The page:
Here at ONSC, we participate in several citizen science projects, but the one we focus on the most with students is our Creek Critters project.  When kids come out here, they identify these tiny creatures and the data is sent to scientists so that they can learn how healthy our creek is!  To learn a little more about our Benthic Macroinvertebrate creek critters, watch this video!

Citizen science is a great way not only to help provide information for scientists to use in their research, it’s a great way to get to meet other nature superheroes as well.  Remember, whether we are keeping ourselves inside or out in nature, you are not alone as a nature superhero.  There are many other nature superheroes all over the world working together to help protect the earth.      


Well scientists and superheroes, thank you for joining us for our third day of our nature superhero week.  Tomorrow, we’ll bring it all together and think about what it truly means to be a steward of our planet!  We’ll also be playing our favorite game, Family Food!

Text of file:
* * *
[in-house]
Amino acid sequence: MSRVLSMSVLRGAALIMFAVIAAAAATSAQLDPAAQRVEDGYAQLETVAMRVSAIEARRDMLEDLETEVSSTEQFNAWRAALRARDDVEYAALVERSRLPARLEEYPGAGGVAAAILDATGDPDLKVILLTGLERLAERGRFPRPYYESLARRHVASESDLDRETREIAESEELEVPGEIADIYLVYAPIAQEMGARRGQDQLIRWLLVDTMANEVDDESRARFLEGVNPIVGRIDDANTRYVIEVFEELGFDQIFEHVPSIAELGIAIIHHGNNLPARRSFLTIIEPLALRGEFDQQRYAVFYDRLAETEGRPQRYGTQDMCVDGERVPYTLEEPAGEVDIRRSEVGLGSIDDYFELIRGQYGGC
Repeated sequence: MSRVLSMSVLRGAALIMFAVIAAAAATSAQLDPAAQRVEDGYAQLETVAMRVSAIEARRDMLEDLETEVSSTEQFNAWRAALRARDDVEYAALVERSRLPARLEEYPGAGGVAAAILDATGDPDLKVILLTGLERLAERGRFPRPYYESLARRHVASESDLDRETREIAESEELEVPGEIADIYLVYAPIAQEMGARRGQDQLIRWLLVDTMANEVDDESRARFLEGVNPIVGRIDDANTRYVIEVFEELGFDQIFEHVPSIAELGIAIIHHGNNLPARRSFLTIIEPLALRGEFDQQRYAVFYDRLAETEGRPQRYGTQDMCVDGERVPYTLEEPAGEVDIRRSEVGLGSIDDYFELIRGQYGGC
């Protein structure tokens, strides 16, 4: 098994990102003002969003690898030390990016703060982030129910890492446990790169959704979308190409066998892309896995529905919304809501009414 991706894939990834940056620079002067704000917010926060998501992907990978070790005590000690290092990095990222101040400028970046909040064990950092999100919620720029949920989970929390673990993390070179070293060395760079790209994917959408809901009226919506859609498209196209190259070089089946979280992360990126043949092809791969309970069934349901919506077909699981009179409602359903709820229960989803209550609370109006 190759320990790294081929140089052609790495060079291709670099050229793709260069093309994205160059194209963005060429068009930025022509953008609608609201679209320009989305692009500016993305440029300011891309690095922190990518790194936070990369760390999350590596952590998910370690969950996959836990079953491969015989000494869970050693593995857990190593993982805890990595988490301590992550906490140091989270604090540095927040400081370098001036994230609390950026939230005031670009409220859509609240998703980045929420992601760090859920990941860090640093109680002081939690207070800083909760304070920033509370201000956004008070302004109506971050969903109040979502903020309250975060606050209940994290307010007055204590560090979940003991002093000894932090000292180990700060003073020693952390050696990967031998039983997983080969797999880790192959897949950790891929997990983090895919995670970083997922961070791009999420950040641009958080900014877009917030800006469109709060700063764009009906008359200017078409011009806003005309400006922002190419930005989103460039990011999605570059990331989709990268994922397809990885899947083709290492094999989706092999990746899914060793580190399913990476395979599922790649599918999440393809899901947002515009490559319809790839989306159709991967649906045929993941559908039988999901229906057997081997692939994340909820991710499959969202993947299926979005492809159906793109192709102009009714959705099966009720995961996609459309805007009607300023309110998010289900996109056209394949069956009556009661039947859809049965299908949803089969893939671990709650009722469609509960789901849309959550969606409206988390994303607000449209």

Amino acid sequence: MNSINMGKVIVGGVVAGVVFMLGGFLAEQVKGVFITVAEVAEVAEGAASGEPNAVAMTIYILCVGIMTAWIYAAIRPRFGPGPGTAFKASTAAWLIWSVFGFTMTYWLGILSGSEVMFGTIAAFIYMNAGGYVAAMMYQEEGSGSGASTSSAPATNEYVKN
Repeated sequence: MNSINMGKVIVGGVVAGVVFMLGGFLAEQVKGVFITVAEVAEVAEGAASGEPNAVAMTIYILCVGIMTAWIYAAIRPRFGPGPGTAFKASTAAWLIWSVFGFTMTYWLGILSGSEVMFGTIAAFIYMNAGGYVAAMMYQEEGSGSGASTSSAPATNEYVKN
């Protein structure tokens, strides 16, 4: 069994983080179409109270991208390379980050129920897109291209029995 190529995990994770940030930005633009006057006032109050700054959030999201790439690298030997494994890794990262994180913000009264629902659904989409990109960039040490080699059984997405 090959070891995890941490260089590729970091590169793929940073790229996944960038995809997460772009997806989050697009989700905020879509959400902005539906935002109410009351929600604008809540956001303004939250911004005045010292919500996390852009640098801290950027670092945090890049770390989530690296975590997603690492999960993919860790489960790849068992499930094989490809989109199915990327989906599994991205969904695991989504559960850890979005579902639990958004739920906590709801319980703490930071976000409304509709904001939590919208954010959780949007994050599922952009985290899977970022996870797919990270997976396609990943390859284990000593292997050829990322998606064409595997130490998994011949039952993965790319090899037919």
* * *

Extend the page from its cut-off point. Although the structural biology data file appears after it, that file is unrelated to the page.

Also, be sure to tune in for our Find Out Friday’s and get your questions answered by one of our ONSC superhero staff.  So send those questions in to our Facebook page or at Socialmedia@onsc.us.  Happy exploring!  

Other Parent Resources

If you enjoyed watching today's lessons and would like to purchase one of our ONSC Virtual Merchandise Packages, which includes an ONSC Program T-shirt and field journal, click to go to our Online Store


During this time, we only have limited amount of merchandise available for purchase. 


Merchandise orders will ship First Class USPS every two weeks on the following dates:

April 30, May 14 & May 28


The Ozark Natural Science Center is a nonprofit, 501(c)(3) residential field science education center located in Northwest Arkansas.

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1905 Madison 1305
Huntsville, AR  72740